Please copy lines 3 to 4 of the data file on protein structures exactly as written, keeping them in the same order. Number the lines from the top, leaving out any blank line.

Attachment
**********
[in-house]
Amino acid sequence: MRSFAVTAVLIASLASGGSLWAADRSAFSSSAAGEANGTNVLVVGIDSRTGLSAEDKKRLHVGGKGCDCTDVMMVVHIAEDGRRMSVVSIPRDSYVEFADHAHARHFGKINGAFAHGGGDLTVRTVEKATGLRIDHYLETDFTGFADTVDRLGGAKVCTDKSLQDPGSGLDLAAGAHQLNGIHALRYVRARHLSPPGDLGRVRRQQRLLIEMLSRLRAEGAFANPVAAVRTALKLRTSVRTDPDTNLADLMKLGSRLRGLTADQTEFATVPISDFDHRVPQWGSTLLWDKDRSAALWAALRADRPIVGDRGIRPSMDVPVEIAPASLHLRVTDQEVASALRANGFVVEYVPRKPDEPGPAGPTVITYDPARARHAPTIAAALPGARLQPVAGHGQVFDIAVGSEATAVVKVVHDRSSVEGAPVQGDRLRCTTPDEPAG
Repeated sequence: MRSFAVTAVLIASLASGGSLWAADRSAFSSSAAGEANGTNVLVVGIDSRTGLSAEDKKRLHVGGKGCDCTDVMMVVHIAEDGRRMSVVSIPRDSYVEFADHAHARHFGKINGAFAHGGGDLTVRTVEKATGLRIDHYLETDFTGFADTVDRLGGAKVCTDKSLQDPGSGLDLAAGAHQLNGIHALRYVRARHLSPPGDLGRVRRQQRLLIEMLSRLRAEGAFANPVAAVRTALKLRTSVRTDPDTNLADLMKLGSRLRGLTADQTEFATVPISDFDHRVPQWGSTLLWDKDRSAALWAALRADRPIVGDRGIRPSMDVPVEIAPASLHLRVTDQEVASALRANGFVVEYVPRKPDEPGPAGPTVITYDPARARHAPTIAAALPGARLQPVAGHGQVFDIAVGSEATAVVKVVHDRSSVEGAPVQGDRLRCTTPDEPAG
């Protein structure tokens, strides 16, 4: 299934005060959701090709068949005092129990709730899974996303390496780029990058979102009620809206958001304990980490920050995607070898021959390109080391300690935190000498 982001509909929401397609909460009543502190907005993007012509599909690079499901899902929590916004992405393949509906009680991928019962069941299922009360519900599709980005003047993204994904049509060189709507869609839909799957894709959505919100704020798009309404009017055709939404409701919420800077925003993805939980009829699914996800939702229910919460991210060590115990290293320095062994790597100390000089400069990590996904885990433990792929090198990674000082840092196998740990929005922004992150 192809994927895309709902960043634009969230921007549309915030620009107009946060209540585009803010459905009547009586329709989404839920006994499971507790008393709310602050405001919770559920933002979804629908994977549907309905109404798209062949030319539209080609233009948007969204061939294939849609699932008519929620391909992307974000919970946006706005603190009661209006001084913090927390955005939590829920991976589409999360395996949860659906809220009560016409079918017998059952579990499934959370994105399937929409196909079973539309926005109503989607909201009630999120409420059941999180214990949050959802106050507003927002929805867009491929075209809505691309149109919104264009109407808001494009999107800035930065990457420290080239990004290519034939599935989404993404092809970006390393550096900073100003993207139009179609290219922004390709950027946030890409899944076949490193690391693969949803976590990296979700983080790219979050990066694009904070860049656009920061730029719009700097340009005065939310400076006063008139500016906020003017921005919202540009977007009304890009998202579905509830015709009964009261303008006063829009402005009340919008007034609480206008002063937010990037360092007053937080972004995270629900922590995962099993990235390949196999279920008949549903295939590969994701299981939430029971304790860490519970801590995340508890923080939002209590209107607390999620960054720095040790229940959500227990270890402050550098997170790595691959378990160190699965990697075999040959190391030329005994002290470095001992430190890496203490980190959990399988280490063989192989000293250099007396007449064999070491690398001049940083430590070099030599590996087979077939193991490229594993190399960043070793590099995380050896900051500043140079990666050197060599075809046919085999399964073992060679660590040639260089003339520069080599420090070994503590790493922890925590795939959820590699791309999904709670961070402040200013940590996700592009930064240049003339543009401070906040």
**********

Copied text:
Repeated sequence: MRSFAVTAVLIASLASGGSLWAADRSAFSSSAAGEANGTNVLVVGIDSRTGLSAEDKKRLHVGGKGCDCTDVMMVVHIAEDGRRMSVVSIPRDSYVEFADHAHARHFGKINGAFAHGGGDLTVRTVEKATGLRIDHYLETDFTGFADTVDRLGGAKVCTDKSLQDPGSGLDLAAGAHQLNGIHALRYVRARHLSPPGDLGRVRRQQRLLIEMLSRLRAEGAFANPVAAVRTALKLRTSVRTDPDTNLADLMKLGSRLRGLTADQTEFATVPISDFDHRVPQWGSTLLWDKDRSAALWAALRADRPIVGDRGIRPSMDVPVEIAPASLHLRVTDQEVASALRANGFVVEYVPRKPDEPGPAGPTVITYDPARARHAPTIAAALPGARLQPVAGHGQVFDIAVGSEATAVVKVVHDRSSVEGAPVQGDRLRCTTPDEPAG
């Protein structure tokens, strides 16, 4: 299934005060959701090709068949005092129990709730899974996303390496780029990058979102009620809206958001304990980490920050995607070898021959390109080391300690935190000498 982001509909929401397609909460009543502190907005993007012509599909690079499901899902929590916004992405393949509906009680991928019962069941299922009360519900599709980005003047993204994904049509060189709507869609839909799957894709959505919100704020798009309404009017055709939404409701919420800077925003993805939980009829699914996800939702229910919460991210060590115990290293320095062994790597100390000089400069990590996904885990433990792929090198990674000082840092196998740990929005922004992150 192809994927895309709902960043634009969230921007549309915030620009107009946060209540585009803010459905009547009586329709989404839920006994499971507790008393709310602050405001919770559920933002979804629908994977549907309905109404798209062949030319539209080609233009948007969204061939294939849609699932008519929620391909992307974000919970946006706005603190009661209006001084913090927390955005939590829920991976589409999360395996949860659906809220009560016409079918017998059952579990499934959370994105399937929409196909079973539309926005109503989607909201009630999120409420059941999180214990949050959802106050507003927002929805867009491929075209809505691309149109919104264009109407808001494009999107800035930065990457420290080239990004290519034939599935989404993404092809970006390393550096900073100003993207139009179609290219922004390709950027946030890409899944076949490193690391693969949803976590990296979700983080790219979050990066694009904070860049656009920061730029719009700097340009005065939310400076006063008139500016906020003017921005919202540009977007009304890009998202579905509830015709009964009261303008006063829009402005009340919008007034609480206008002063937010990037360092007053937080972004995270629900922590995962099993990235390949196999279920008949549903295939590969994701299981939430029971304790860490519970801590995340508890923080939002209590209107607390999620960054720095040790229940959500227990270890402050550098997170790595691959378990160190699965990697075999040959190391030329005994002290470095001992430190890496203490980190959990399988280490063989192989000293250099007396007449064999070491690398001049940083430590070099030599590996087979077939193991490229594993190399960043070793590099995380050896900051500043140079990666050197060599075809046919085999399964073992060679660590040639260089003339520069080599420090070994503590790493922890925590795939959820590699791309999904709670961070402040200013940590996700592009930064240049003339543009401070906040």